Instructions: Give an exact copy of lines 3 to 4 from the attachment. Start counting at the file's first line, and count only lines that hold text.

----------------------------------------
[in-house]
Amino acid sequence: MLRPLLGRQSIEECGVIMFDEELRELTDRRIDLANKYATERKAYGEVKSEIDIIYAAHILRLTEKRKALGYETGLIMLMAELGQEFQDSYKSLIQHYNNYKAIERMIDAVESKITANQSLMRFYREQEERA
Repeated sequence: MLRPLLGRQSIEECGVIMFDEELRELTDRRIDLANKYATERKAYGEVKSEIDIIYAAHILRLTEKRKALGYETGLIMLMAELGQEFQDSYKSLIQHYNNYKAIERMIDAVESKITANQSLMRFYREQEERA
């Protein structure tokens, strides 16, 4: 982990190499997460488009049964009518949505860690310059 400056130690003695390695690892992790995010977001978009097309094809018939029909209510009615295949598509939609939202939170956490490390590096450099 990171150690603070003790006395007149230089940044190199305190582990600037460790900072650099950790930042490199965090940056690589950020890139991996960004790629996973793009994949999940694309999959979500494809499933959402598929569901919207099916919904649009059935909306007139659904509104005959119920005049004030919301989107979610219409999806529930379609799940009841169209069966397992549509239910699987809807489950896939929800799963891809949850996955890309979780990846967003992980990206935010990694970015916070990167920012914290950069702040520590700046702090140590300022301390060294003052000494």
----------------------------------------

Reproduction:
Repeated sequence: MLRPLLGRQSIEECGVIMFDEELRELTDRRIDLANKYATERKAYGEVKSEIDIIYAAHILRLTEKRKALGYETGLIMLMAELGQEFQDSYKSLIQHYNNYKAIERMIDAVESKITANQSLMRFYREQEERA
């Protein structure tokens, strides 16, 4: 982990190499997460488009049964009518949505860690310059 400056130690003695390695690892992790995010977001978009097309094809018939029909209510009615295949598509939609939202939170956490490390590096450099 990171150690603070003790006395007149230089940044190199305190582990600037460790900072650099950790930042490199965090940056690589950020890139991996960004790629996973793009994949999940694309999959979500494809499933959402598929569901919207099916919904649009059935909306007139659904509104005959119920005049004030919301989107979610219409999806529930379609799940009841169209069966397992549509239910699987809807489950896939929800799963891809949850996955890309979780990846967003992980990206935010990694970015916070990167920012914290950069702040520590700046702090140590300022301390060294003052000494």